April Charlo, a language revitalist from Montana, USA, shared with the public her insights on how foreign, European concepts of ownership have been so deeply ingrained in our general culture, that we (and she) could actually be changing the future of her cultural values, by accidentally placing meaning into words, that didn't actually exist a couple hundred years ago, in the culture of her peoples.
"My mom" doesn't mean you own or possess your mom. It means you have a relationship with her.
In the traditional language of her neighbour's ancestors, there were no words to claim ownership over the natural world. And in fact, there may not have been any words to claim "ownership" of anything at all.
What struck me most about her revelation and further contemplations, goes back to the essence of language and how it is a doorway into and mirror of, one's cultural views and values.
The word "water" in her this native tongue, had the word(s) "to ask" for it's root.
To ask, means "water".
As April points out, this points to the underlying recognition that these people understood that our lives are not sustainable without water, and thus it is a gift, or something we must "ask" for, in order to live.
As I contemplate this further and bring it back to her closing statement around how she might teach her daughter differently about the concept of "owning" a bug. Instead of agreeing with her daughter who says "My bug", she would redirect her daughter's relationship to the bug with a new type of acknowledgement. "Wow, what a beautiful connection you're having with that bug", she might say.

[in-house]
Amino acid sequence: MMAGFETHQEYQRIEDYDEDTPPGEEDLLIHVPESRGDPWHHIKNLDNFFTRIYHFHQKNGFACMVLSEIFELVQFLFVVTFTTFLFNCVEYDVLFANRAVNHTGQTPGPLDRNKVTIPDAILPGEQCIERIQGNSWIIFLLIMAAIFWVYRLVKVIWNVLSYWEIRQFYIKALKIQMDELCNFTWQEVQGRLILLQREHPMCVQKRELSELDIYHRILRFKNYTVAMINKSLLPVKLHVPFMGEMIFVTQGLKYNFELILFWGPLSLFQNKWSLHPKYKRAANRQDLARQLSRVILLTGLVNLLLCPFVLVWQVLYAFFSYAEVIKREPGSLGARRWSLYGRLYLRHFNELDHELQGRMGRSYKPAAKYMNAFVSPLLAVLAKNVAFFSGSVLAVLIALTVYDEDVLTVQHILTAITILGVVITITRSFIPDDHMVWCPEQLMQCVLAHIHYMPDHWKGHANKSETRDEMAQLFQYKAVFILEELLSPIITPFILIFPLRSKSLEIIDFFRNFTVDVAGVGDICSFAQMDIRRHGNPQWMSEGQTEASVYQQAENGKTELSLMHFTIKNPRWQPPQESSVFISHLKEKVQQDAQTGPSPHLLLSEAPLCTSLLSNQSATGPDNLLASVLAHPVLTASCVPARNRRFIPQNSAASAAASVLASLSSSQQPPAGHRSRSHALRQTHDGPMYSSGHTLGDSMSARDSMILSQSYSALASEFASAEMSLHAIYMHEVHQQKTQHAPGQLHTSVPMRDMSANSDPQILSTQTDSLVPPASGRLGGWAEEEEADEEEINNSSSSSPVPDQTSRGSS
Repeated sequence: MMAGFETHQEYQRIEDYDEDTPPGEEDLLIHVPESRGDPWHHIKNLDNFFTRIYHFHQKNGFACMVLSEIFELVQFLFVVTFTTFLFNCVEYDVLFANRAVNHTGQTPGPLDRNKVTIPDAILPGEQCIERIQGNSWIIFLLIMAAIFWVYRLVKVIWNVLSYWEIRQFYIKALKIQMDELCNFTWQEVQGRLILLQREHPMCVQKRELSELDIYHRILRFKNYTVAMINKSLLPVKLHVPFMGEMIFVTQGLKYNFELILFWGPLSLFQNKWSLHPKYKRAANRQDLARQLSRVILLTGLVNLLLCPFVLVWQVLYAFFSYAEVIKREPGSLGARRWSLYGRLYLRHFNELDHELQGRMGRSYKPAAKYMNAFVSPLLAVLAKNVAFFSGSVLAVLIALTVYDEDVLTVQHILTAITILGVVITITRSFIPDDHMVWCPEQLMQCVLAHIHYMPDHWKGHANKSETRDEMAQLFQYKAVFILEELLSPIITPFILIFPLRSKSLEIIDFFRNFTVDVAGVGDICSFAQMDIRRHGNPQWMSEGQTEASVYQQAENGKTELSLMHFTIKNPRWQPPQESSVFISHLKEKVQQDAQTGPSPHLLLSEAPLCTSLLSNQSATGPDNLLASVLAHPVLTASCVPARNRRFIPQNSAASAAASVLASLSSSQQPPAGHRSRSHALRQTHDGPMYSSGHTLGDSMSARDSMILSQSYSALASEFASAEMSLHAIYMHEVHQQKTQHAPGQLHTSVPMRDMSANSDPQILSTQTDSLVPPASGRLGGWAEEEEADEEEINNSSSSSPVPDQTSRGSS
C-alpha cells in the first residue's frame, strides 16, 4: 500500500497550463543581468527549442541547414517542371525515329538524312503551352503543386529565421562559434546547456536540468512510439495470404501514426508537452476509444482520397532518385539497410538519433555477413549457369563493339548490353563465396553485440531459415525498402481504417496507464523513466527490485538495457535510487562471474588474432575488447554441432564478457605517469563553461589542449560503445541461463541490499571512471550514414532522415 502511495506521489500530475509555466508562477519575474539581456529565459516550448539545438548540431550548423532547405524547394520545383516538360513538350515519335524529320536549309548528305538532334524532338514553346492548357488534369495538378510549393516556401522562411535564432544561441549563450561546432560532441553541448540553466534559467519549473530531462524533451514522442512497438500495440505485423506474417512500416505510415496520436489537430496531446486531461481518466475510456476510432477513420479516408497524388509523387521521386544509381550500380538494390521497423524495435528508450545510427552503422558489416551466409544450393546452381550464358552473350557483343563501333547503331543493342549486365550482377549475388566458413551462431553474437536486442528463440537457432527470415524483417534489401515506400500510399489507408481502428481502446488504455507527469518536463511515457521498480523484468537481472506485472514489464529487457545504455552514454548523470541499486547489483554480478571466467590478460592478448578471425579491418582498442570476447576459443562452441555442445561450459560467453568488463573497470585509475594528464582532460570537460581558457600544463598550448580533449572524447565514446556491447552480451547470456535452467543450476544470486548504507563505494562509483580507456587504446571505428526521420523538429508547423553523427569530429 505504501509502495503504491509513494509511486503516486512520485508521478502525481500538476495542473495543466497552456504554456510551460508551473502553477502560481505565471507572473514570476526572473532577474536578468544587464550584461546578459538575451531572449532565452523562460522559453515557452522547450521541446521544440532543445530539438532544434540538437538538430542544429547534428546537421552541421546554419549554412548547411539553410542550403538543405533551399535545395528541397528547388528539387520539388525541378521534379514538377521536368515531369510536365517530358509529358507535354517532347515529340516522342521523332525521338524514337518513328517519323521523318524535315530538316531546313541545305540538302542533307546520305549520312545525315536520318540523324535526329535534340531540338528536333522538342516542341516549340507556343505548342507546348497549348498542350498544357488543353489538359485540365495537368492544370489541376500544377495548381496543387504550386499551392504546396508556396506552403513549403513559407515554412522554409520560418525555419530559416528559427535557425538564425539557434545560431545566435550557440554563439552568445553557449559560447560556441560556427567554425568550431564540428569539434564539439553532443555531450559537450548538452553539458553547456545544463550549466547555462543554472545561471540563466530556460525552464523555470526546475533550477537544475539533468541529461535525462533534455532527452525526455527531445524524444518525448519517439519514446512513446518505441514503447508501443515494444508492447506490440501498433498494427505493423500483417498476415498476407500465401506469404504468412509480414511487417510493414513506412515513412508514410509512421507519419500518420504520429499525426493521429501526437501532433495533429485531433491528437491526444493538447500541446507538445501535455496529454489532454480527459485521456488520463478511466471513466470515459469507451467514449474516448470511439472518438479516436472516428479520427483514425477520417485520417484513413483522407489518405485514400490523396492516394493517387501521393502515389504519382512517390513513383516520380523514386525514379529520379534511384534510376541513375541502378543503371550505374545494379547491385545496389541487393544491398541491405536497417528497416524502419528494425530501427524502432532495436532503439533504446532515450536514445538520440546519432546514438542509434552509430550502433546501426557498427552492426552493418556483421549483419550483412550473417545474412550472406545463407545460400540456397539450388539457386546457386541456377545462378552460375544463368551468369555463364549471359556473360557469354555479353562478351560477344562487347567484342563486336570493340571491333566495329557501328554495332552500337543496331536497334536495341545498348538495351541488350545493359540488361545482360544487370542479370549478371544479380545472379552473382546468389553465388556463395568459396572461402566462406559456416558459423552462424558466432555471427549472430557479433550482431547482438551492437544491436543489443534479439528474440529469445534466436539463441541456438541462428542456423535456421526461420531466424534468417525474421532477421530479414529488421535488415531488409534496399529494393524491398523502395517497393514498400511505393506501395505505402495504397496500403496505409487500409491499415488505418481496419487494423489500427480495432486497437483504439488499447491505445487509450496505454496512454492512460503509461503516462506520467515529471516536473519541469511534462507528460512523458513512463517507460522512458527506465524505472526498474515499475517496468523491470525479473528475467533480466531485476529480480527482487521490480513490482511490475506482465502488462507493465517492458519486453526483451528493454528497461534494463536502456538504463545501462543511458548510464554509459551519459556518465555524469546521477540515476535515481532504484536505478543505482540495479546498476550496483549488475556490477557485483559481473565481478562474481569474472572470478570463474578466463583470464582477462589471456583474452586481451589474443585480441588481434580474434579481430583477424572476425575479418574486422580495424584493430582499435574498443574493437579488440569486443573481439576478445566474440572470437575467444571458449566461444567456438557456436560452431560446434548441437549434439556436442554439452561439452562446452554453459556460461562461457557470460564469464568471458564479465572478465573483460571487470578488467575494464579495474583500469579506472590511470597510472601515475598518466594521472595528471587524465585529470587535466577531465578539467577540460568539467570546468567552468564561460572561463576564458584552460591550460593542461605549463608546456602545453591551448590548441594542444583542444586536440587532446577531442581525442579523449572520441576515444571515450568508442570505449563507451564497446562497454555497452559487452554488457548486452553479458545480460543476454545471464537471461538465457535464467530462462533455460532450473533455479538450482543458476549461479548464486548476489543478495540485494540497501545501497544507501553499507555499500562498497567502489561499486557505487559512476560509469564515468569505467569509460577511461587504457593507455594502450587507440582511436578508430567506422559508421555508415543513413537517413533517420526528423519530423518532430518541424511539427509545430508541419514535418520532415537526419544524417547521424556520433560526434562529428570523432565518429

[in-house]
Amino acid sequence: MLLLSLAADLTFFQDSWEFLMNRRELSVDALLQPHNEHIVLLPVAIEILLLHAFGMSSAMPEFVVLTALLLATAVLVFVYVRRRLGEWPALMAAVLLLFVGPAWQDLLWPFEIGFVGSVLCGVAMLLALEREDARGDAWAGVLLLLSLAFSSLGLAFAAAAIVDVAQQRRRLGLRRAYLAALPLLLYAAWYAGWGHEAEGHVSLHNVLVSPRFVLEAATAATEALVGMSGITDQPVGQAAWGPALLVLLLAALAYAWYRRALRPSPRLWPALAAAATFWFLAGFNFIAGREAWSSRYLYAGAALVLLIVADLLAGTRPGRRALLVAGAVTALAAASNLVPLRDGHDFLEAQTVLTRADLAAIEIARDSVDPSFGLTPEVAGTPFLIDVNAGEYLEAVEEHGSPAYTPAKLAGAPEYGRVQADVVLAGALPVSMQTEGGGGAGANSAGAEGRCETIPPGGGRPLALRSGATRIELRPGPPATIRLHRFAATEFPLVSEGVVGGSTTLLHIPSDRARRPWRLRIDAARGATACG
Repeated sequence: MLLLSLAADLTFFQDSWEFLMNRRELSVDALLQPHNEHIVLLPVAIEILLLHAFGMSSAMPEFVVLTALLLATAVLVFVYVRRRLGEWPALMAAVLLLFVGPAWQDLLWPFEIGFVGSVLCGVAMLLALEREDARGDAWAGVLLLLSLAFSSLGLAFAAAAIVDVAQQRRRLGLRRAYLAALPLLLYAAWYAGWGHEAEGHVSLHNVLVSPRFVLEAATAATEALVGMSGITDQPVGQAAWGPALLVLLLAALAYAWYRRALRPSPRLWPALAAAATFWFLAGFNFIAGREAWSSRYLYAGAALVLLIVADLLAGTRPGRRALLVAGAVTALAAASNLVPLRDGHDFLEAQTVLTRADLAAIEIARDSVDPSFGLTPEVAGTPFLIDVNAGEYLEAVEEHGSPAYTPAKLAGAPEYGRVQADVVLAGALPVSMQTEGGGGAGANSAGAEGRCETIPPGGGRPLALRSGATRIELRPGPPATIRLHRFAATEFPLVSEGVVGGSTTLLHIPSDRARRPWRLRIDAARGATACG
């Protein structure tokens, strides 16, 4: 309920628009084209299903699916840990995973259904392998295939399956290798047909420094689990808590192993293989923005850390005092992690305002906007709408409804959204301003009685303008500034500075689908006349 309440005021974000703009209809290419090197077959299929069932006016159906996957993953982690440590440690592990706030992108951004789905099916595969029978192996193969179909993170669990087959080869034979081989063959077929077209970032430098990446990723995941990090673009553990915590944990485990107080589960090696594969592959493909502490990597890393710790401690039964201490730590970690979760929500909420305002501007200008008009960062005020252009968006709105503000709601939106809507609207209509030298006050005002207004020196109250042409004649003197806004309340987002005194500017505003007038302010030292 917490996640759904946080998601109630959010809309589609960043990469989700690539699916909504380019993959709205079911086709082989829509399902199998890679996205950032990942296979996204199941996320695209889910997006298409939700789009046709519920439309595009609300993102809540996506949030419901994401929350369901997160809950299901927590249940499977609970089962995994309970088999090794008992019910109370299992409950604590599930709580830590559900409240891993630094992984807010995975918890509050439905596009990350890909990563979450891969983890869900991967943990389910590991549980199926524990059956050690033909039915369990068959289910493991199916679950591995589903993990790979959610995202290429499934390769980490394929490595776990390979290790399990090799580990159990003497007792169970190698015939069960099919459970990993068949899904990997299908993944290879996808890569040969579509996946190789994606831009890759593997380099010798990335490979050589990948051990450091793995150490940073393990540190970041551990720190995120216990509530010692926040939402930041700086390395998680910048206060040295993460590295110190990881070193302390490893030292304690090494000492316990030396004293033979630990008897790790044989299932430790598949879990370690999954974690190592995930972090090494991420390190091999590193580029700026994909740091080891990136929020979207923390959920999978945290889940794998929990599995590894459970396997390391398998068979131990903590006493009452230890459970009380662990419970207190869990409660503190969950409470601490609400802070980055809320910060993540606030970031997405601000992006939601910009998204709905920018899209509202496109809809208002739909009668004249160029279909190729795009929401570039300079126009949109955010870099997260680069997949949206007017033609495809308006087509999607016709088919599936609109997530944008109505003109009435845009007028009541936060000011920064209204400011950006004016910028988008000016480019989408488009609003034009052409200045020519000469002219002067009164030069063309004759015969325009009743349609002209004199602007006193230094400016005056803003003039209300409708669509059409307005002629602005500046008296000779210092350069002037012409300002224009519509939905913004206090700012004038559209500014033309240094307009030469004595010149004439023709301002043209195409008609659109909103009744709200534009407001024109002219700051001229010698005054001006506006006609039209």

As I contemplate this further, it is simple to see how we can mistake connection with ownership.
In "connection" there is a certain experience of union, or uniting, with another being.
That uniting or union, if taken with an ego-centric view, can turn into ownership.
Connection--- Union ---- Owning
Connection, honors that there is relationship.
Union, honors that there are "two as one".
Owning creates a hierarchy of that connection and union, often removing any validation of the other's experience as meaningful, thus becoming one-sided.
Question: What are your thoughts on ownership and how does this topic of ownership of living and non-living things play in your personal life?
Contemplating this, I notice a deep sense of freedom when I let go of the idea of saying "my water", for example. A feeling of reverence and appreciation immediately emerges for me. Immediately a new type of relationship takes place. Not only do I feel a sense of connection with the water that I drink, but become aware of the connectedness of all water, and soon after, all things in relationship to that water.
While there are aspects of ownership which I can appreciate, I prefer the word "connection". "I have a connection to this couch and these ornaments. I feel cozy and safe when I am here". or "I have a connection to this table stand. I worked hard and I have many memories of what it took to earn the funds to purchase it".
I will take April's sentiments towards "connection" over "ownership" and contemplate it in my daily life. It feels very empowering to reframe my thinking.
Classroom Assignment October 1st, 2019
Cree Language with William Cook